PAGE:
Grieving Child needs a Parent's Tender Guidance
The senseless, evil Connecticut shootings have parents asking, "How do I help my child grieve?" Remember these 2 general rules:
1) Children grieve differently than adults and
2) They'll struggle with grief both now and in the future.
I was contacted after the tragic Columbine shootings years ago; now I'm being asked to offer ways to help parents guide their children through this sudden grief.
The Newtown kindergartners probably don't yet "get" death - they can't fathom its permanency. Young children may think dead people continue to eat, drink, and go to the bathroom in Heaven.
- Increased dependency on or clinging to parents/grandparents.
- More tantrums.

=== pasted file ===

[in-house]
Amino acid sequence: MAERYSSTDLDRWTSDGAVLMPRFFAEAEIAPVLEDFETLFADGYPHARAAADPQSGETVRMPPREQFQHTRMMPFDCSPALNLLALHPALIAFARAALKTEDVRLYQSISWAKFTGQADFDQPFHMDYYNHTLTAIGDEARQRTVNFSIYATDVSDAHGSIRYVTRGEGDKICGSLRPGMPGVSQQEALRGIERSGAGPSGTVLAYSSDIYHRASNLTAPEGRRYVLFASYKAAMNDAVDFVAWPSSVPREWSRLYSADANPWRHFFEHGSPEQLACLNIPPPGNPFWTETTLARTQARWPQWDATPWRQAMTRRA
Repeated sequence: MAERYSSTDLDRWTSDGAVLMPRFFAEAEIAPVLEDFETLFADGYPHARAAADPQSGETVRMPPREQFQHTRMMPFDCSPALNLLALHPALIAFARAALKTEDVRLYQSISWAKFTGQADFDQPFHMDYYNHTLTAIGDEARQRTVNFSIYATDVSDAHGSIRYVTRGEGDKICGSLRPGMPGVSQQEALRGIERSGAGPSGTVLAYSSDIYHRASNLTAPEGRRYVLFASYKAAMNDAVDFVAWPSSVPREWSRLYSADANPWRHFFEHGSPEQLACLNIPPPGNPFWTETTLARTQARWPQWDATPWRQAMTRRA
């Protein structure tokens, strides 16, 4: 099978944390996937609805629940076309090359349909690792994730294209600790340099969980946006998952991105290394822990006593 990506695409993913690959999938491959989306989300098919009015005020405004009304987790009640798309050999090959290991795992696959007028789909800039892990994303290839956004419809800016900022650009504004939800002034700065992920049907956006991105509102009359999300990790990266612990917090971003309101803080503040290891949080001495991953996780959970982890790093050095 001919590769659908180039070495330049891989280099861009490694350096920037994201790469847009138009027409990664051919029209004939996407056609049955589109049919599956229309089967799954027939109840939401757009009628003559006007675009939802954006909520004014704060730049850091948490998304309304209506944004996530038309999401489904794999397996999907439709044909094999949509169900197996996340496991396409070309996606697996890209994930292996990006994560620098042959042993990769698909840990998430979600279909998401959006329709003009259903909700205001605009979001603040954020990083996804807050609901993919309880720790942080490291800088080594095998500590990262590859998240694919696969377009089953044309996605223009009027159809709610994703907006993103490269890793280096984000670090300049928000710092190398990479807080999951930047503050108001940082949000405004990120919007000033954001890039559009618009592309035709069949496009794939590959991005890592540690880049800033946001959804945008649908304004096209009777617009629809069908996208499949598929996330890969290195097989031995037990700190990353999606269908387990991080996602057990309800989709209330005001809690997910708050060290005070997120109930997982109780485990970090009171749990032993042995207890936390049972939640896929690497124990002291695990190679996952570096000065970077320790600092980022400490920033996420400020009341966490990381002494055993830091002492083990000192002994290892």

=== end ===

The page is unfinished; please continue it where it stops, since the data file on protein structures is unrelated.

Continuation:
- Bed wetting or constipation.
- Prepared for resistance to bedtime or going to school.
- Limiting the news; viewing this tragedy can feed more fears
- Consistency in the household routines, bedtimes, and mealtimes. Children feel safer when their life is comfortably predictable.
Grieving is unique and personal to each individual - parent or child. I encourage parents to reach out for help through this tragic, sudden loss by accessing community, church, family, and friend support.
The Mourning Handbook: The Most Complete Resource Offering Practical and Compassionate Advice on Coping with All Aspects of Death and Dying, by Helen Fitzgerald is a helpful resource.
Do you have other tips or insights to offer parents? Feel free to leave your comment below.